Action at a distance (nonlocal causation) is about to transform life as it is presently known through astounding technological advances; but more importantly, this same principle has the potential to shift a manager' view of him/herself and relationships to other individuals and to the universe. Gribbin (1984, p. 229) explains why:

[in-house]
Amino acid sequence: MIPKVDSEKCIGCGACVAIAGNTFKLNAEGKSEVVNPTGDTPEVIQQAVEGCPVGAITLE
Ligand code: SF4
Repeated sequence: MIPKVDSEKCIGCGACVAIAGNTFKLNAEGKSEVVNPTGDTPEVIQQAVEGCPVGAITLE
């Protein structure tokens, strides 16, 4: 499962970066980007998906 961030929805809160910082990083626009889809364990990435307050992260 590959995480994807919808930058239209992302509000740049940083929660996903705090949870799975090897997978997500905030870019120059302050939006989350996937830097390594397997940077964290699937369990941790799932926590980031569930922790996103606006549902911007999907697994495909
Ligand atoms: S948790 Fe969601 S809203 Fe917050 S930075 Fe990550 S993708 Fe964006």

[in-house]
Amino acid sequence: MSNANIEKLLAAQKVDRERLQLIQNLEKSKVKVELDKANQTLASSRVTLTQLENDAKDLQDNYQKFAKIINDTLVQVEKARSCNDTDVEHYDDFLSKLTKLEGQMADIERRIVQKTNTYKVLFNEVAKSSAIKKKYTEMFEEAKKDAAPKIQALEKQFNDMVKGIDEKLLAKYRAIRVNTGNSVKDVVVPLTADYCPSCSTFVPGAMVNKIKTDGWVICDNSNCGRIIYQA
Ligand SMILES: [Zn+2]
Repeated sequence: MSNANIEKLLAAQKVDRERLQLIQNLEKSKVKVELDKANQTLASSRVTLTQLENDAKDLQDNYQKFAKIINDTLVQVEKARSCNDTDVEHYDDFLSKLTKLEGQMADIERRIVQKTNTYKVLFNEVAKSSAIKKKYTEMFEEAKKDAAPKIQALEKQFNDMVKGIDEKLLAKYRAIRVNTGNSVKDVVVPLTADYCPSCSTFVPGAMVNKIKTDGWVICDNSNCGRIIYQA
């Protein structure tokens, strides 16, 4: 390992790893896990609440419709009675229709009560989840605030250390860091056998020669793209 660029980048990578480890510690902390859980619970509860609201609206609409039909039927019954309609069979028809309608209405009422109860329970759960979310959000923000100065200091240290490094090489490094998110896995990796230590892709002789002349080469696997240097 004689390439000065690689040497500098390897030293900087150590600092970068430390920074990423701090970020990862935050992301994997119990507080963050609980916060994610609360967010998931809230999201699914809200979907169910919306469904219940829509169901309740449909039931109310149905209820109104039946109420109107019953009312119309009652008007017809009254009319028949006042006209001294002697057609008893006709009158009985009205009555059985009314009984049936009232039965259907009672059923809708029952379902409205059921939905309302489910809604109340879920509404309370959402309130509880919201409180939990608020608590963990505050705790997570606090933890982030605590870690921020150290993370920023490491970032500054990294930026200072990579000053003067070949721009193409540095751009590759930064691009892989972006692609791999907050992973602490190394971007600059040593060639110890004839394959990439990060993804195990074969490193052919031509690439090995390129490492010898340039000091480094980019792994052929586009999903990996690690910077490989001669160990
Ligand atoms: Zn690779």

They [research studies] tell us that particles that were once together in an interaction remain in some sense parts of a single system, which responds together to further interactions. Virtually everything we see and touch and feel is made up of collections of particles that have been involved in interactions with others right back through time, to the Big Bang in which the universe as we know it came into being. The atoms in my body are made of particles that once jostled in close proximity in the cosmic fireball with particles that are now part of a distant star, and particles that form the body of some living creature on some distant, undiscovered planet. Indeed, the particles that make up my body once jostled in close proximity and interacted with the particles that make up your body.